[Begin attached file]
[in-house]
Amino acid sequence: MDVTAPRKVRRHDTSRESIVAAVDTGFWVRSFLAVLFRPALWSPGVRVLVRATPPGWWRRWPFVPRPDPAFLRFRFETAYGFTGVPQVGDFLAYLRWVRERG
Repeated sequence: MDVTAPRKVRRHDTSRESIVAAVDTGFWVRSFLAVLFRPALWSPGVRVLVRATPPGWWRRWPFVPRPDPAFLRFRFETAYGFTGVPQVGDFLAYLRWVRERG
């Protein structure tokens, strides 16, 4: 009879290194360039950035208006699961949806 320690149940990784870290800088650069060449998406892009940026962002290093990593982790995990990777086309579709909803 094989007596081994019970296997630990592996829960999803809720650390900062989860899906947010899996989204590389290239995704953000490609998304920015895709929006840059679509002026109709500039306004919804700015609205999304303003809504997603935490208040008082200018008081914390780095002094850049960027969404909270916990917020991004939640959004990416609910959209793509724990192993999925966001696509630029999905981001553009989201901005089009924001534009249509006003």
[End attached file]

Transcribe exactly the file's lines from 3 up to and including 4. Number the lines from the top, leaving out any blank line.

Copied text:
Repeated sequence: MDVTAPRKVRRHDTSRESIVAAVDTGFWVRSFLAVLFRPALWSPGVRVLVRATPPGWWRRWPFVPRPDPAFLRFRFETAYGFTGVPQVGDFLAYLRWVRERG
């Protein structure tokens, strides 16, 4: 009879290194360039950035208006699961949806 320690149940990784870290800088650069060449998406892009940026962002290093990593982790995990990777086309579709909803 094989007596081994019970296997630990592996829960999803809720650390900062989860899906947010899996989204590389290239995704953000490609998304920015895709929006840059679509002026109709500039306004919804700015609205999304303003809504997603935490208040008082200018008081914390780095002094850049960027969404909270916990917020991004939640959004990416609910959209793509724990192993999925966001696509630029999905981001553009989201901005089009924001534009249509006003």